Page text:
November 30, 2006
Complete fiascoes are few and far between in my kitchen. I'm not sure whom to thank for this -- my lucky star, my karma, my mom? -- but the fact is that the things I cook or bake very rarely end up in the trash. I have disappointments of course, dishes that turn out a bit meh despite my high hopes, but nothing quite as débâcle-like as when I tried my hand at the recipe everyone has been raving about lately, stressing how laughably easy and forgiving it is: Jim Lahey's no-knead bread.
As laughably easy and forgiving as it may be, it did take me three trials and three days to get it to work. What went wrong, you ask?
Problem number one: the consistency of the dough. The New York Times recipe gave the amount of flour in cups: this introduces a considerable bias depending on how one measures (spooning vs. scooping), a bias that is further multiplied by the fact that the recipe calls for three cups of flour. I used the generally accepted volume-to-weight conversion for flour (one cup = 120 grams), and this produced a dough that was so soupy -- more like a batter, really -- I found it impossible to work with as instructed. This problem was solved by turning to C&Z readers and then bread experts, who had kindly calculated the right weight of flour based on the target hydration of the dough.
Problem number two, my stupid fault entirely. I own a sugar thermometer, an oven thermometer, and a medical thermometer, but I don't own a thermometer that will measure the temperature of a room and I have no notion whatsoever of how warm my apartment is. So when the recipe said, "warm room temperature, about 70°F," I decided that it meant, "on top of the radiator." The unfortunate consequence of this -- and it took me two failed attempts but just one question to Maxence to realize my blunder -- was that the dough overproofed like mad. By the time I was supposed to fold it and gather it into a ball (try shaping soup into a ball, it's fun), its peak state of proofing was a distant memory: it played dead during the second rise, and baked into a gummy pancake so sorry-looking that even Parisian pigeons would have turned their beak up, and those guys will eat anything.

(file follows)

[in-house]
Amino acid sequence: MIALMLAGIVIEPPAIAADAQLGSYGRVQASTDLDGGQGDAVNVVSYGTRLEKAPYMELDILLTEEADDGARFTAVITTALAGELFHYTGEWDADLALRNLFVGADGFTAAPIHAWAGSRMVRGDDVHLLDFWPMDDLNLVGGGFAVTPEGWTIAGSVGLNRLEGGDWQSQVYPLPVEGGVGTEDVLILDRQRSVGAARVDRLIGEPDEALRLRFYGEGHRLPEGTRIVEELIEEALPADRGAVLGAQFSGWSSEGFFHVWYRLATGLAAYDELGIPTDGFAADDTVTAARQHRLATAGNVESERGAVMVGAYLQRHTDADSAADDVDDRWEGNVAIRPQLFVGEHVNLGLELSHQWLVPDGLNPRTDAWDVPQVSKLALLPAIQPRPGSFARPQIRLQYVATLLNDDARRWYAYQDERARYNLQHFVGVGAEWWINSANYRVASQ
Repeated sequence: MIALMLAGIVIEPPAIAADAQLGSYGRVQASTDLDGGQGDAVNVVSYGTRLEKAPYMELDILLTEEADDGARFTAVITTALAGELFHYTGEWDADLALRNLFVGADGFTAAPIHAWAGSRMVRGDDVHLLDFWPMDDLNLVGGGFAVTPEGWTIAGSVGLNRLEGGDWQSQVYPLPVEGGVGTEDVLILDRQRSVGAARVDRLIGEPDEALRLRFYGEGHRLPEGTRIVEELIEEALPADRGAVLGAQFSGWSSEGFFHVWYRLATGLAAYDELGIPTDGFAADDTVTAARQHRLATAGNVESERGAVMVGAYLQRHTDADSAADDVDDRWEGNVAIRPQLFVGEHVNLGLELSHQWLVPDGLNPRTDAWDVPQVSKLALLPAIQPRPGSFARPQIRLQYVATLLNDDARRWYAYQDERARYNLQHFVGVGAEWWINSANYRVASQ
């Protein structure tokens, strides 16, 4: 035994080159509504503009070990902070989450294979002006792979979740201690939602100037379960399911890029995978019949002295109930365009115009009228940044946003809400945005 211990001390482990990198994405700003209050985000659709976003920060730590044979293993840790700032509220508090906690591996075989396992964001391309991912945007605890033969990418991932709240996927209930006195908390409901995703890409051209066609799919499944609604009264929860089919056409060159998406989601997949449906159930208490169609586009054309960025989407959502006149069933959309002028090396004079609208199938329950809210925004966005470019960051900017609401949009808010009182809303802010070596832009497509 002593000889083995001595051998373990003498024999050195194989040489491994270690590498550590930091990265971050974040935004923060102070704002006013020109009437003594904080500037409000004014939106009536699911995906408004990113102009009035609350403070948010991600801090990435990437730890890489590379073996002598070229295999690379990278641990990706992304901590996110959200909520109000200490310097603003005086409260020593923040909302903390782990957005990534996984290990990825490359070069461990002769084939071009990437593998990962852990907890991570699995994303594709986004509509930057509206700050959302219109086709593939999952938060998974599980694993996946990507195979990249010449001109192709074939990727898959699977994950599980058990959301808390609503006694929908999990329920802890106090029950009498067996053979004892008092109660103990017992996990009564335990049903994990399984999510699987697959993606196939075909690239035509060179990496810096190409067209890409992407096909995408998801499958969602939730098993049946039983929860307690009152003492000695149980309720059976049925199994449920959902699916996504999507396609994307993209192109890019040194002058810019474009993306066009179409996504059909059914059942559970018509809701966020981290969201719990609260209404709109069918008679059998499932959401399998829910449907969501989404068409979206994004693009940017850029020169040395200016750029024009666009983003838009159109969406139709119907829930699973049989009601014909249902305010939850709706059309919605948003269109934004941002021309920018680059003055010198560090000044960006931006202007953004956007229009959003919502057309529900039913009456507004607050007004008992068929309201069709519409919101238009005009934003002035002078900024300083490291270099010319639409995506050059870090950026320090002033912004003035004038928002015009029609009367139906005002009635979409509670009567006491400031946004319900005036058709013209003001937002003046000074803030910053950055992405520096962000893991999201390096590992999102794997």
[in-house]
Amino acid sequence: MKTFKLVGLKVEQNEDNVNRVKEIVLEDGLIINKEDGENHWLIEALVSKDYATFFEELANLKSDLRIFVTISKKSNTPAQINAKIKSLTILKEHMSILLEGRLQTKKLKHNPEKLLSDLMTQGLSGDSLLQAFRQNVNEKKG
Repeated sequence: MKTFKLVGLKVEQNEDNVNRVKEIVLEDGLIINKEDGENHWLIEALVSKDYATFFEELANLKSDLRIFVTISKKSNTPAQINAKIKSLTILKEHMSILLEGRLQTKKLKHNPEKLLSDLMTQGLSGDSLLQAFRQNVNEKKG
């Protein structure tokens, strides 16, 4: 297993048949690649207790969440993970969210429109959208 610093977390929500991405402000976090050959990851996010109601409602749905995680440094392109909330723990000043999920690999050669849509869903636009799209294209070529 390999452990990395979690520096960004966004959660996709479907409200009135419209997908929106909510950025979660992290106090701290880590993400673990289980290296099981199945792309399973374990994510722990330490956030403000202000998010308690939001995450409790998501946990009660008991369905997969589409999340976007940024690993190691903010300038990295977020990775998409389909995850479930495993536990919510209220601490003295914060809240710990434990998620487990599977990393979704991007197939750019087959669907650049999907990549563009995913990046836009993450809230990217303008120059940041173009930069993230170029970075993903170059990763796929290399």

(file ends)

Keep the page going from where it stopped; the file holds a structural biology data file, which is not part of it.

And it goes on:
Embitter or discourage me these failures did not. Judging by the number of happy customers it had garnered, the recipe had to have something going for it, and by Toutatis I was determined to catch the magic by its fluttering wings and slam it down on my kitchen counter. So on day three I prepared a new loaf, and this one turned out to be so astonishingly successful it was worth every single minute and every single gram of flour sacrificed in the process.
Our neighbors happened to drop by for a drink and a chat just as I was taking it out of the oven (I suspect they just followed the smell from the landing); we murmured words of support to one another during the forty-five excruciating minutes it took for the bread to cool down properly. And when the time had finally come for me to slice it and we each tried a few bites (with and without demi-sel butter), I just about fainted from the combination of joy, pride, and sensory bliss.